The students stared at me. Their eyes were filled with surprise. No more reciting and memorising the textbook? And…textbooks could be wrong? 

After reading the textbook and a few minutes’ discussion among themselves, many children put their hands up. They told me that it’s unfair to say that young people have forgotten their culture. I listened as the children passionately told me about the festivals they were looking forward to, the costumes they would wear to different occasions, the food they love. Some children even showed me traditional dances they do with Nepalese music. Other students pointed out that they do enjoy Western music and films, but it’s hard to conclude without any evidence that Nepalese culture is on the verge of extinction. 

The students had the power to question things that they were fed, but they were not usually in an environment where they were encouraged to do so. I doubt that my short stay as a volunteer has made any structural changes, but I hope the passion and courage to question that the children demonstrated during that lesson will be something they remember and hold on to from time to time.

Books2All blog: Question the textbook
Some of Joyce’s students

Wow! Broccoli?

Another lesson I taught was nutrition. I made a simple PowerPoint presentation that showed some pictures of vegetables. There was no projector in the classroom, so I brought my laptop. The moment I opened it to show the presentation, I heard a loud “Wow” erupt across the classroom.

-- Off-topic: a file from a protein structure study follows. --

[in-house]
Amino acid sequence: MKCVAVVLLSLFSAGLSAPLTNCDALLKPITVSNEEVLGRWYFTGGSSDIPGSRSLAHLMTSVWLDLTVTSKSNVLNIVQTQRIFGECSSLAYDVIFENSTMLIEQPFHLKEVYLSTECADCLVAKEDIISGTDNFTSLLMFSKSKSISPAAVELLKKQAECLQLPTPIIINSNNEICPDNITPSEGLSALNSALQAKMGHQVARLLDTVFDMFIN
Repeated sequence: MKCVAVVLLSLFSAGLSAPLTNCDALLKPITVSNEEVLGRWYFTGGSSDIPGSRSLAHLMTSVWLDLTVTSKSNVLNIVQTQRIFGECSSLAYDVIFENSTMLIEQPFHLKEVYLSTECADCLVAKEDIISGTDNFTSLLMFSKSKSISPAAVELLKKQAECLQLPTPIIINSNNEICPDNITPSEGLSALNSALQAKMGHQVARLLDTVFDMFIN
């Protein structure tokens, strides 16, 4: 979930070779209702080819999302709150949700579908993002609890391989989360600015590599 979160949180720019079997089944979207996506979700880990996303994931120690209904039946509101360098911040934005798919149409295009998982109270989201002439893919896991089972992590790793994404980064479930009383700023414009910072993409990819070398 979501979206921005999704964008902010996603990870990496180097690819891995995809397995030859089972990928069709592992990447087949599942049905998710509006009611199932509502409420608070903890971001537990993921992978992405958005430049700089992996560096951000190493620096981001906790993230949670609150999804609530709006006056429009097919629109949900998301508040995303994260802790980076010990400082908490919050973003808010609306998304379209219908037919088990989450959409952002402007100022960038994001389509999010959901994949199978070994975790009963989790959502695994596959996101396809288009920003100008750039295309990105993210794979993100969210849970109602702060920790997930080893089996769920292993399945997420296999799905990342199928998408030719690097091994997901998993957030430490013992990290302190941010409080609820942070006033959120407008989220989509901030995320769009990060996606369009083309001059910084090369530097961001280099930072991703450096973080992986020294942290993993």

The children’s eyes were shining with excitement as if they saw something beyond the ordinary, the wonders of the world. Wait, did I put on the wrong PowerPoint? I immediately checked my laptop to make sure that it was just a picture of broccoli on display… and it was. 

I later realised that being taught using a laptop and PowerPoint was not something they experienced frequently. There was only one room in the school equipped with a projector. Only students in higher years had the opportunities to be taught in that room. 

I looked at the children with a big smile and slowly walked around the classroom with my laptop resting on my palms. The children eagerly leaned forward to get a good look at every single picture I put on the PowerPoint. 

“Milk! Pepper! Broccoli! Wow!” 

They are just children, and I love them for that

Students at the school generously showed their affection and welcome. They would surprise me with small gifts such as self-made paper roses, a sachet of mango juice powder or pickled plums from home. The teachers’ level of enthusiasm was also high. Some offered to make me a set of traditional Nepalese costumes; others offered me a marriage with their brother! 

The affection and love I received were visibly manifested between teachers and students. I often saw younger boys and girls whispering into a teacher’s ears or even pinching a teacher’s face with a cheeky giggle. 

I rarely saw Kusum walking around the school without a smile. She told me: “the children can tell us about things they are not happy with at school or at home. A lot of them are from tough family backgrounds. Sometimes they can be too loud and create chaos, but it does not mean that they are bad. They are just children, and I love them for that.”

But is love enough for a child to thrive?